“When the citta is properly restrained and is established in the Self alone, then one becomes free from all desires, and is called a yukta––one who is established in Yoga.”
This term Chitta is used here, and that is a very important term in Raja yoga; one of the very first statements of Raja yoga is the definition of Yoga, and it says:
cittavṛttinirodhaḥ yogaḥ (yogasūtra 1.2)
“Yoga means, cittavṛttinirodhaḥ, retrained, cessation of the modifications of citta, of the stuff of consciousness.”
So, Sri Krishna uses here the same word: “When the Chitta is properly retrained, and is established in the Self alone, then one becomes free from all desires, and is called a yukta––one who is established in Yoga.”
yathā dīpo nivātastho neṅgate sopamā smṛtā |
yogino yatacittasya yuñjato yogam ātmanaḥ ||19|| (VI)
“Just as a lamp does not flicker in a windless place—such is the simile declared for the Yogin whose mind has been curbed and who practices union with the Supreme Self.”
When there is no wind at all, the light does not flicker, simile the mind of the Yogin does not flicker, it burns steadily without any kind of wavering.
yatroparamate cittam niruddhaṁ yogasevayā |
yatra caivātmanātmānaṁ paśyann ātmani tuṣyati ||20|| (VI)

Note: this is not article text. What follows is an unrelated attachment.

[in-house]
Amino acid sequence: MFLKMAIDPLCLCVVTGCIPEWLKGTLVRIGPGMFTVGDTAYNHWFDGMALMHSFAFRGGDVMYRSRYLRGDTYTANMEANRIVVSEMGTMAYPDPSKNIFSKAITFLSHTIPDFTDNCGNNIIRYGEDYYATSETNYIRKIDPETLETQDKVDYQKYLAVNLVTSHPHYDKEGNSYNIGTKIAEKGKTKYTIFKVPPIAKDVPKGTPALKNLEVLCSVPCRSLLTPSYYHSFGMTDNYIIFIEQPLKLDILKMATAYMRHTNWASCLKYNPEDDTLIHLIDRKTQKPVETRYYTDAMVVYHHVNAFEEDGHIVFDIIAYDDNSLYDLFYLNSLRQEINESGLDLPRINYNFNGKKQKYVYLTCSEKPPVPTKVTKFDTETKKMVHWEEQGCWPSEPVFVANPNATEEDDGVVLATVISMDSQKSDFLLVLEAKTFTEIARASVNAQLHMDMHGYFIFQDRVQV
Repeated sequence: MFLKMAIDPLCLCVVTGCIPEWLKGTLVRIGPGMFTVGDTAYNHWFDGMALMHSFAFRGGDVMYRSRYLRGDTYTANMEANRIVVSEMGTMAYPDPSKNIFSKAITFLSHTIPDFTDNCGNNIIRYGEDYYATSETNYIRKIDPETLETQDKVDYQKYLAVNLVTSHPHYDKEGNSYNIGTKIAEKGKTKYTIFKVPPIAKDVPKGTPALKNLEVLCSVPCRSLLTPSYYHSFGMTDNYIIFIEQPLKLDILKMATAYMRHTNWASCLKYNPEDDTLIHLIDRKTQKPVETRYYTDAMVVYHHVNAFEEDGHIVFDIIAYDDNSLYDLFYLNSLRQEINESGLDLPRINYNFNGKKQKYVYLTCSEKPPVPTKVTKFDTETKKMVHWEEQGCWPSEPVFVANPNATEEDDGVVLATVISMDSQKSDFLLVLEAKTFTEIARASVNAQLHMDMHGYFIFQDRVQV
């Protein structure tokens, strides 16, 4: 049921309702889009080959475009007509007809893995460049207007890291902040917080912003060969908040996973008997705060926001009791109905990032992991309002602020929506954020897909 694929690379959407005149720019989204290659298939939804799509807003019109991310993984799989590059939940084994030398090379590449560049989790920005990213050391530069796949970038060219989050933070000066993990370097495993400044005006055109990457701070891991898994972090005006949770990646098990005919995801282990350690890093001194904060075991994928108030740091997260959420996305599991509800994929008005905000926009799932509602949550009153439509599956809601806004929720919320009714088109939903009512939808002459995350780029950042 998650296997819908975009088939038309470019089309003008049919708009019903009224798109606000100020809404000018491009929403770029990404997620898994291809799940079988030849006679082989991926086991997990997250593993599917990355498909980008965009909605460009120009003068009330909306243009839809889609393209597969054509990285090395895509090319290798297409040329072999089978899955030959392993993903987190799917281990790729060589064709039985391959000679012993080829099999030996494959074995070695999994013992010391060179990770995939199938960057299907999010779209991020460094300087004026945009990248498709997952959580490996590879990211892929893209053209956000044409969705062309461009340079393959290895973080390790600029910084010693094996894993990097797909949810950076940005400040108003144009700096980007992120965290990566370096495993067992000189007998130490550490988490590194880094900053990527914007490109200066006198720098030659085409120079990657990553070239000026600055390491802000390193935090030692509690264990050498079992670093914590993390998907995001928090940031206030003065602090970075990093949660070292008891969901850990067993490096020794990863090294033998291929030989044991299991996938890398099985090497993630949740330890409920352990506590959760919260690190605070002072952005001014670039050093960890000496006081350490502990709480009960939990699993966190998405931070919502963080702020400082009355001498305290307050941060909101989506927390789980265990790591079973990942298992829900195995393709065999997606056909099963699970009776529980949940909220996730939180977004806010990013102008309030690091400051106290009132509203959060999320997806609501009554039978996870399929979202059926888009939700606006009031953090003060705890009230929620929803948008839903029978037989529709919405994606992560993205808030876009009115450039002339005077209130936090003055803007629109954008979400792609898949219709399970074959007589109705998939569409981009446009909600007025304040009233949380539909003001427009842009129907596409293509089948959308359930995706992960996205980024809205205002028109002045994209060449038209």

“When Chitta is restrained by the practice of Yoga and is withdrawn from the worldly material activities, then the Yogin beholds the self within his own Self and he finds contentment.”
What is the nature of this contentment?
sukham ātyantikaṁ yat tad buddhigrāhyam atīndriyam |
vetti yatra na caivāyaṁ sthitaś calati tattvataḥ ||21|| (VI)
“One experiences this Transcendental Bliss…” This contentment gradually becomes an experience of the Supreme Bliss, “…Bliss which is atīndriyam, which transcends any sensual experience.” In other words, whatever may be the climaxes of sense experiences, and the delight, this Bliss goes even beyond that. “…it can be ceased by the intellect, buddhigrāhyam; it can be conceived and then, it goes even beyond buddhi to experience it.” It can be conceived by buddhi, but actually it goes, in experience even beyond that.